A lot of fans have been wondering what Geroge Lucas‘ vision for Star Wars: Episode VII, VIII, and IX would have been. Well, thanks to a new book, Art of Star Wars: The Last Jedi, we have our first and only look at some of the designs that were created for him and his vision for the films.
Before Disney bought Lucasfilm, George Lucas had a story treatment for how he wanted this new trilogy to play out. Lucasfilm ended up throwing out that treatment and Lucasfilm and their creative team pretty much started from scratch.
The concept art you see here features the design of the Jedi Temple, which was approved by Lucas along with art that shows an older Luke Skywalker with his new disciple named Kira, who was later named Rey. We also see a piece of Skywalker standing next to some ruins on the planet where the Jedi Temple is located, which later became known as Ahch-to, then there’s a piece that shows Skywalker meditating.
According to the book, one of the first meetings in the development of Episode VII took place at Skywalker Ranch in 2013 with George Lucas in attendance and that’s where this concept art was presented. According to /Film:
The idea was that, 30 years after the fall of the Empire, Luke had gone to a dark place and secluded himself in a Jedi temple on a new planet.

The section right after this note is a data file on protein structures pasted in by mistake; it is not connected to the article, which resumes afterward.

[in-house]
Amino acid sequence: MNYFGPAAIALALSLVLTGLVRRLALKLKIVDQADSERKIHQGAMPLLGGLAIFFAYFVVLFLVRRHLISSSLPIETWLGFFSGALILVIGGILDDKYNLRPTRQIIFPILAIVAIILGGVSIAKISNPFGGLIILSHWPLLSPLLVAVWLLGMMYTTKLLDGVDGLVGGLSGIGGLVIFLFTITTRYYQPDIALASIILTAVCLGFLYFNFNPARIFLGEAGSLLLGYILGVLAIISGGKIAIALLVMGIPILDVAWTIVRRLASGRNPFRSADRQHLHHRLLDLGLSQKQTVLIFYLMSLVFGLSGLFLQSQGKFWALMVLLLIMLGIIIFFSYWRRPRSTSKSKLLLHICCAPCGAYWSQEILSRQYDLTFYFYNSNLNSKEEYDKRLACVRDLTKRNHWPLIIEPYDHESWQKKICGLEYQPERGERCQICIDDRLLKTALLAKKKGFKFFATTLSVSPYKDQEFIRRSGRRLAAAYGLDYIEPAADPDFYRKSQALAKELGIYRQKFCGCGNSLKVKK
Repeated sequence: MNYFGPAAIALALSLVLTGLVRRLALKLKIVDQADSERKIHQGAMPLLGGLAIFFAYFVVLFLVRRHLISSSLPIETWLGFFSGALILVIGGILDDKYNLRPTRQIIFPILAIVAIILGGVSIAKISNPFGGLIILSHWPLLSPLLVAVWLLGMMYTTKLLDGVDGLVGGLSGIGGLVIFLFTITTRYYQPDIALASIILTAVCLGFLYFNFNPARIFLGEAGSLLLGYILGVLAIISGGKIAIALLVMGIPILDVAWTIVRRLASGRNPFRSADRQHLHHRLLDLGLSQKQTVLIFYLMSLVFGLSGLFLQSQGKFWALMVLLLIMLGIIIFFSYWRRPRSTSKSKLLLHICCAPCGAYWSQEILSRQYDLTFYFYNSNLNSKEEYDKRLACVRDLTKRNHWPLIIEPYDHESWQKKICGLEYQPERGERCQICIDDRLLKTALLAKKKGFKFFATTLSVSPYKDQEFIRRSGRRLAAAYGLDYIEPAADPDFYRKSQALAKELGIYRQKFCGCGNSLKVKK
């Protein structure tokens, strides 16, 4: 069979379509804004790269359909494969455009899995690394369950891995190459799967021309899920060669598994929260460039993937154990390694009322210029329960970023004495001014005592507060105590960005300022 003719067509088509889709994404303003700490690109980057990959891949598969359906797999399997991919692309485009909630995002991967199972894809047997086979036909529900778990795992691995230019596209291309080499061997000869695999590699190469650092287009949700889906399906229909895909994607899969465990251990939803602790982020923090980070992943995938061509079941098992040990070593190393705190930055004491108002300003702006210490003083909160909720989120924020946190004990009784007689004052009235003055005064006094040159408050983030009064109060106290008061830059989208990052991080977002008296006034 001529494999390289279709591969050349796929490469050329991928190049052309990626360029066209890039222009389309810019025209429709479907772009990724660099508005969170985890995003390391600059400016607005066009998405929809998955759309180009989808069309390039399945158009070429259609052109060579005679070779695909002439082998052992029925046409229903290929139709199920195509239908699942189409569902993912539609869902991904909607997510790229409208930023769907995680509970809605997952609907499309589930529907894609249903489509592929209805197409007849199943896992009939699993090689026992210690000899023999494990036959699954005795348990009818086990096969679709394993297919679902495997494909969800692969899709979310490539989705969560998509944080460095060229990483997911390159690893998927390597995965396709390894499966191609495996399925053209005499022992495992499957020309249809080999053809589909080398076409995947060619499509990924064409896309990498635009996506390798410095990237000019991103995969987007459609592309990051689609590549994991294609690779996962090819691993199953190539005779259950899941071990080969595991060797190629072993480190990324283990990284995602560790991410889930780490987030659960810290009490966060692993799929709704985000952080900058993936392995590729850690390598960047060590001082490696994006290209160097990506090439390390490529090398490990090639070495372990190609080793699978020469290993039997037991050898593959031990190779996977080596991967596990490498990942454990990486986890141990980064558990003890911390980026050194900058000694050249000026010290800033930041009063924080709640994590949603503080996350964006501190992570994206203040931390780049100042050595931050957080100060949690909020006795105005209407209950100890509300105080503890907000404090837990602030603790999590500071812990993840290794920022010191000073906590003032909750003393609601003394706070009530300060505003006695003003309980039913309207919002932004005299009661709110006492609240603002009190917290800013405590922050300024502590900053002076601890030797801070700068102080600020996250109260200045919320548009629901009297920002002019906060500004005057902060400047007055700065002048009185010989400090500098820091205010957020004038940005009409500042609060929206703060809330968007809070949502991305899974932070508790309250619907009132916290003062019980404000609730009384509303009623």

Apparently, the initial plan for Star Wars: Episode 7 was that Luke, over the course of that movie, would rediscover his vitality and train this new Jedi. So basically, what we got from the Rey/Luke storyline in The Last Jedi was initially supposed to be the bones for George Lucas’ Episode 7. Imagine an alternate universe where Episode 7 was Luke reluctantly training a new Jedi – it would be completely different.
You know what? I would have actually liked to see how that storyline would have played out. The reason that they didn’t take the new trilogy in this direction was because the creative team felt that “Luke Skywalker would better serve the needs of the story as the person that everyone seeks but does not find until the final scene of The Force Awakens.”
This is what made it possible for Han Solo to serve as a mentor of the first part of the story, and they pushed the whole Luke training Rey dynamic to Episode VII.
Here are are some additional details on the art:
“This was a very early take on Luke’s temple, way back when there was still no director. This artwork was shown to George Lucas in a presentation. Doug [Chiang] came back and said, “Congratulations, James. You got a George “Fabulouso” stamp.” VFX art director James Clyne recalls.
Adds Lucasfilm executive creative director Doug Chiang, “After working with George on the prequels for seven years, I knewin some ways how to anticipate what forms he would like – which is really good, because he still likes those forms. So for the Jedi temple, he loved that bell shape. It’s reminiscent of some of the imagery that [original Star Wars trilogy concept artist] Ralph McQuarrie painted way back.”
The designs are interesting and they do seem to have more a prequel visual vibe to them. If you want to see more of the images you’ll have to check out the book! What do you think of these designs, though, and the direction that Lucas originally wanted the story to go?